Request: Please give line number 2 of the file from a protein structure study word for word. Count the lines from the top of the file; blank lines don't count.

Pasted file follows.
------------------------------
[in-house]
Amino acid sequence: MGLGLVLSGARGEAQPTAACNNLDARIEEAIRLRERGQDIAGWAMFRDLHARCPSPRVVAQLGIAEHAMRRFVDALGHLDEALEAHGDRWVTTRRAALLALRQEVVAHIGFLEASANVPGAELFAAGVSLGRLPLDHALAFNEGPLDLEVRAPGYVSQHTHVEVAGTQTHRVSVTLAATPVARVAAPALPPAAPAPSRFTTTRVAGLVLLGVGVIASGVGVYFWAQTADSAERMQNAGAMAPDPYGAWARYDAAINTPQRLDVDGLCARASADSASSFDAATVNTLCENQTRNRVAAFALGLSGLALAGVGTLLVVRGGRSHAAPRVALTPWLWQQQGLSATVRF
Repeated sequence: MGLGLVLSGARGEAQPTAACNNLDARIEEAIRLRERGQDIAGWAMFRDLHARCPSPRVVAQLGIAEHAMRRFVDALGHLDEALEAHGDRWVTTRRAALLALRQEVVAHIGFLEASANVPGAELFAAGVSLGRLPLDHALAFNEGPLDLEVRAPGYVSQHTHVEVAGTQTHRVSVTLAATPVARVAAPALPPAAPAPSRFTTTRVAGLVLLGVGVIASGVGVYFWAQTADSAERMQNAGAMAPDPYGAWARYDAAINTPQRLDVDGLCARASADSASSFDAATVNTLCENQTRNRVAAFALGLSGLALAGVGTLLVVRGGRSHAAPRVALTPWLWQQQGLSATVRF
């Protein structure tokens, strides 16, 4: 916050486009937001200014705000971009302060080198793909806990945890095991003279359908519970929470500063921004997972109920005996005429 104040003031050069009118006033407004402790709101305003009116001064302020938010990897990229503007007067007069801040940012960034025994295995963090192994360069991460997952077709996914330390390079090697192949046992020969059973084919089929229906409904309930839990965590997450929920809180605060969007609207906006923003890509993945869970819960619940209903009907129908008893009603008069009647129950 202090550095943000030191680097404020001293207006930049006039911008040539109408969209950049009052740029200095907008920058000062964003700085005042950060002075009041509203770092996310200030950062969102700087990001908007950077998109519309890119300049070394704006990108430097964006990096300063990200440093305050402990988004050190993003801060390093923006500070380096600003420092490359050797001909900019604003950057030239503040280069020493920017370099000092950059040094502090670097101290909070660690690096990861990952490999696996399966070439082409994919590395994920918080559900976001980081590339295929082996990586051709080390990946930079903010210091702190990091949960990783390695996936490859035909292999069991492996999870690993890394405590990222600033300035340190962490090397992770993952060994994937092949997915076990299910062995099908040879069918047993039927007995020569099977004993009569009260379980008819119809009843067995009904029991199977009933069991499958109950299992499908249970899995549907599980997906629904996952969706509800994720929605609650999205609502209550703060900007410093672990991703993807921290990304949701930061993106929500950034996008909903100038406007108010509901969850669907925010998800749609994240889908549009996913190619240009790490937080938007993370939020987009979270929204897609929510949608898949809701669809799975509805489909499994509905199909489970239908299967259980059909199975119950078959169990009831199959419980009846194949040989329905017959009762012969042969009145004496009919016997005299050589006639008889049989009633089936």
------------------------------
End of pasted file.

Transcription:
Amino acid sequence: MGLGLVLSGARGEAQPTAACNNLDARIEEAIRLRERGQDIAGWAMFRDLHARCPSPRVVAQLGIAEHAMRRFVDALGHLDEALEAHGDRWVTTRRAALLALRQEVVAHIGFLEASANVPGAELFAAGVSLGRLPLDHALAFNEGPLDLEVRAPGYVSQHTHVEVAGTQTHRVSVTLAATPVARVAAPALPPAAPAPSRFTTTRVAGLVLLGVGVIASGVGVYFWAQTADSAERMQNAGAMAPDPYGAWARYDAAINTPQRLDVDGLCARASADSASSFDAATVNTLCENQTRNRVAAFALGLSGLALAGVGTLLVVRGGRSHAAPRVALTPWLWQQQGLSATVRF